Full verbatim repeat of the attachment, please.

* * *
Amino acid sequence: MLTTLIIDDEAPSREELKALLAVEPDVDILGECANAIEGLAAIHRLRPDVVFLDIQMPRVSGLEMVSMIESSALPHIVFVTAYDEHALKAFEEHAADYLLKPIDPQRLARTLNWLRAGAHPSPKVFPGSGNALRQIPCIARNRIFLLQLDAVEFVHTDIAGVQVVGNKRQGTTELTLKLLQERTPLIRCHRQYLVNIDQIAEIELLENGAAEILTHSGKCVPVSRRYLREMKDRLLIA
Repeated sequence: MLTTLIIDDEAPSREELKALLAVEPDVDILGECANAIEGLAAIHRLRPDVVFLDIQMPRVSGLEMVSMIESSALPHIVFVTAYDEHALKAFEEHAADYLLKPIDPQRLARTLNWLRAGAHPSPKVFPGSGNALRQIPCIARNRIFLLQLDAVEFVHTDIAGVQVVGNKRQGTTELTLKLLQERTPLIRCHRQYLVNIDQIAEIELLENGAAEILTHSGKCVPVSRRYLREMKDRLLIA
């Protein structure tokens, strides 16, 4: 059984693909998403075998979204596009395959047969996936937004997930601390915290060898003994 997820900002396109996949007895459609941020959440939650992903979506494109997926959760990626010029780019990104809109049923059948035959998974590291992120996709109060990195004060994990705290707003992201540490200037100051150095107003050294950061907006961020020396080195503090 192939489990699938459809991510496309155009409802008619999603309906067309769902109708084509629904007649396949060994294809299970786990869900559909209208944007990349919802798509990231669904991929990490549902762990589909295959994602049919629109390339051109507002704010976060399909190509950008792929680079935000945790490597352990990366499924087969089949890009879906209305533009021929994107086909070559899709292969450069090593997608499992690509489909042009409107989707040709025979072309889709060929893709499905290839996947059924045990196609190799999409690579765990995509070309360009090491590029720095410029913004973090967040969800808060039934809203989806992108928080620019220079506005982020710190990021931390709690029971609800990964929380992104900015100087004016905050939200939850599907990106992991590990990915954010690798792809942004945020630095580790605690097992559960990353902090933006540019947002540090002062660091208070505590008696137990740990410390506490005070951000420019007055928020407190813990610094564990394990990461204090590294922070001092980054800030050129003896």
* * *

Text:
Amino acid sequence: MLTTLIIDDEAPSREELKALLAVEPDVDILGECANAIEGLAAIHRLRPDVVFLDIQMPRVSGLEMVSMIESSALPHIVFVTAYDEHALKAFEEHAADYLLKPIDPQRLARTLNWLRAGAHPSPKVFPGSGNALRQIPCIARNRIFLLQLDAVEFVHTDIAGVQVVGNKRQGTTELTLKLLQERTPLIRCHRQYLVNIDQIAEIELLENGAAEILTHSGKCVPVSRRYLREMKDRLLIA
Repeated sequence: MLTTLIIDDEAPSREELKALLAVEPDVDILGECANAIEGLAAIHRLRPDVVFLDIQMPRVSGLEMVSMIESSALPHIVFVTAYDEHALKAFEEHAADYLLKPIDPQRLARTLNWLRAGAHPSPKVFPGSGNALRQIPCIARNRIFLLQLDAVEFVHTDIAGVQVVGNKRQGTTELTLKLLQERTPLIRCHRQYLVNIDQIAEIELLENGAAEILTHSGKCVPVSRRYLREMKDRLLIA
């Protein structure tokens, strides 16, 4: 059984693909998403075998979204596009395959047969996936937004997930601390915290060898003994 997820900002396109996949007895459609941020959440939650992903979506494109997926959760990626010029780019990104809109049923059948035959998974590291992120996709109060990195004060994990705290707003992201540490200037100051150095107003050294950061907006961020020396080195503090 192939489990699938459809991510496309155009409802008619999603309906067309769902109708084509629904007649396949060994294809299970786990869900559909209208944007990349919802798509990231669904991929990490549902762990589909295959994602049919629109390339051109507002704010976060399909190509950008792929680079935000945790490597352990990366499924087969089949890009879906209305533009021929994107086909070559899709292969450069090593997608499992690509489909042009409107989707040709025979072309889709060929893709499905290839996947059924045990196609190799999409690579765990995509070309360009090491590029720095410029913004973090967040969800808060039934809203989806992108928080620019220079506005982020710190990021931390709690029971609800990964929380992104900015100087004016905050939200939850599907990106992991590990990915954010690798792809942004945020630095580790605690097992559960990353902090933006540019947002540090002062660091208070505590008696137990740990410390506490005070951000420019007055928020407190813990610094564990394990990461204090590294922070001092980054800030050129003896």